The presence of toxic hexavalent chromium poses a great challenge in biological wastewater treatment. In this study, the performance of a membrane bioreactor (MBR) for the treatment of synthetic domestic wastewater in the presence of chromium was investigated. The carbonaceous pollutant removal is not affected by Cr(VI) with concentration ranging from 0.4 to 10 mg/L; it becomes slightly lower when the Cr(VI) is 50 mg/L. The nitrification efficiency of above 99% can be achieved when the waste stream is free of the metal or contains 0.4 mg/L chromium. When its concentration is 10 mg/L, nitrification efficiency above 50% is found; however, it becomes deteriorated in the presence of 50 mg/L chromium. The positive biomass growth, though lower than conventional activated sludge process, can be achieved at Cr(VI) concentration less than 10 mg/L; a decline in the cell growth occurs when the metal concentration is increased to 50 mg/L. Significant accumulation for the metal is observed when its concentration is 0.4 mg/L; however, almost no metal removal is observed when the concentration is above 10 mg/L. During eight-month continuous operation, the presence of Cr(VI) has an insignificant effect on the flux. The nitrifiers in the MBR are more sensitive to the presence of Cr(VI) than heterotrophs.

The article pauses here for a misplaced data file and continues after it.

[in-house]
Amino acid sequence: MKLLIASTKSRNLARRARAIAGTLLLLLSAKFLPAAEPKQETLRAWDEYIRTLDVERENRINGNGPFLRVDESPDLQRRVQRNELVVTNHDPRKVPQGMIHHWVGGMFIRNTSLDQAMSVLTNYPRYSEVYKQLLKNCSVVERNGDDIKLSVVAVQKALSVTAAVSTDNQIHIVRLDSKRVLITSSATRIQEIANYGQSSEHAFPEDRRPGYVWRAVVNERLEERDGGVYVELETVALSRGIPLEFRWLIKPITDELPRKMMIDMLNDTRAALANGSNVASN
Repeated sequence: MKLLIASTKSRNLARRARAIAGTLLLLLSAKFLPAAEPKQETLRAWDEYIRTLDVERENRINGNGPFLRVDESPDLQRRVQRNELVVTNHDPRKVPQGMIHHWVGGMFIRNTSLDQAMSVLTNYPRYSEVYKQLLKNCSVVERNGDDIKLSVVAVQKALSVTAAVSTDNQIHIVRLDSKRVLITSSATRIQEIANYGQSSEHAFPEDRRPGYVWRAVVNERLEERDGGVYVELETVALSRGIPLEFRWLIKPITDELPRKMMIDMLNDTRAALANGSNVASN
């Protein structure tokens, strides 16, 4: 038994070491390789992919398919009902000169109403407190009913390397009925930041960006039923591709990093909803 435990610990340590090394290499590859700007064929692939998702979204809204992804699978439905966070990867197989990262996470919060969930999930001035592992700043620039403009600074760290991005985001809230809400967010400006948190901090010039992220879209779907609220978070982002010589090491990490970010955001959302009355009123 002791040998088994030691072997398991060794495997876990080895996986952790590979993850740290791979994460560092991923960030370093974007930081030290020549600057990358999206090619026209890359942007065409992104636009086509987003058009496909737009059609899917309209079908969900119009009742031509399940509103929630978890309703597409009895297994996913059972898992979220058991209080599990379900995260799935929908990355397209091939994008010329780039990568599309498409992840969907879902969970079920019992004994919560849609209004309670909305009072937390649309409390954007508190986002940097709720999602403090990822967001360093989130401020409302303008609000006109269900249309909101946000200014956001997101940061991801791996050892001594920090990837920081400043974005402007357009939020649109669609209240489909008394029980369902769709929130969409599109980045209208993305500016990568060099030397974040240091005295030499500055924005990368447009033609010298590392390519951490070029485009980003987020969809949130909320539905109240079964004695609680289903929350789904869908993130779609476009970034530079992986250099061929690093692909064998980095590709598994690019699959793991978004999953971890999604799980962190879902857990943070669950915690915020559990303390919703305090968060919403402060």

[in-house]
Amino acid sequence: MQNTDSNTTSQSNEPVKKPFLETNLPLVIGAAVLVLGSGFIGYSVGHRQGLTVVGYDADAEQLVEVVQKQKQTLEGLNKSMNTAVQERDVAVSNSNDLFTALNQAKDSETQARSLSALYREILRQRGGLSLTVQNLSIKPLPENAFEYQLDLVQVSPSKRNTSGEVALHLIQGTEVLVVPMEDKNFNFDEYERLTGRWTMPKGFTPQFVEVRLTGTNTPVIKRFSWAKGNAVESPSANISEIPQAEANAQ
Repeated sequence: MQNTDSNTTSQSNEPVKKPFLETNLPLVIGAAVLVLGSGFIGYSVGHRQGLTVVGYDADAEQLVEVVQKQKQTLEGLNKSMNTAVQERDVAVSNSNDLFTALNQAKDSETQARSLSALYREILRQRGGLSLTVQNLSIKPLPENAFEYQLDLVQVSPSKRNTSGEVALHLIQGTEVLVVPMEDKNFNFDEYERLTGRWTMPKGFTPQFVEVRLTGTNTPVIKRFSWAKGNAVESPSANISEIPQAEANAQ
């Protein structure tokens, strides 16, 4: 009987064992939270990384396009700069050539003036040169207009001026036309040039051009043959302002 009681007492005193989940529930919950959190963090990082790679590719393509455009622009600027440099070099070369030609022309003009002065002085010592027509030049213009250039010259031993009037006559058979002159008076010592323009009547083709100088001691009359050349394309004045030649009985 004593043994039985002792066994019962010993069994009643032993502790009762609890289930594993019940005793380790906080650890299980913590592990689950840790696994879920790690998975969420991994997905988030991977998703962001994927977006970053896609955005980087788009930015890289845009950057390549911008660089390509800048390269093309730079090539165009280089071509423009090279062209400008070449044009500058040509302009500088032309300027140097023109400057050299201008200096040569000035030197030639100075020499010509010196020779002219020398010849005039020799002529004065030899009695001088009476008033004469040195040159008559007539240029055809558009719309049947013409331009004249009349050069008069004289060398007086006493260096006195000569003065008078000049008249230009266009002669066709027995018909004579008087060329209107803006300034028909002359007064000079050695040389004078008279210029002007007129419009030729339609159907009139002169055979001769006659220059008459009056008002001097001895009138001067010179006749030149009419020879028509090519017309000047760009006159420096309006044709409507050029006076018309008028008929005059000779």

|Number of pages||10|
|Journal||Journal of Environmental Engineering, ASCE|
|State||Published - 2009|
- Wastewater management
- Water treatment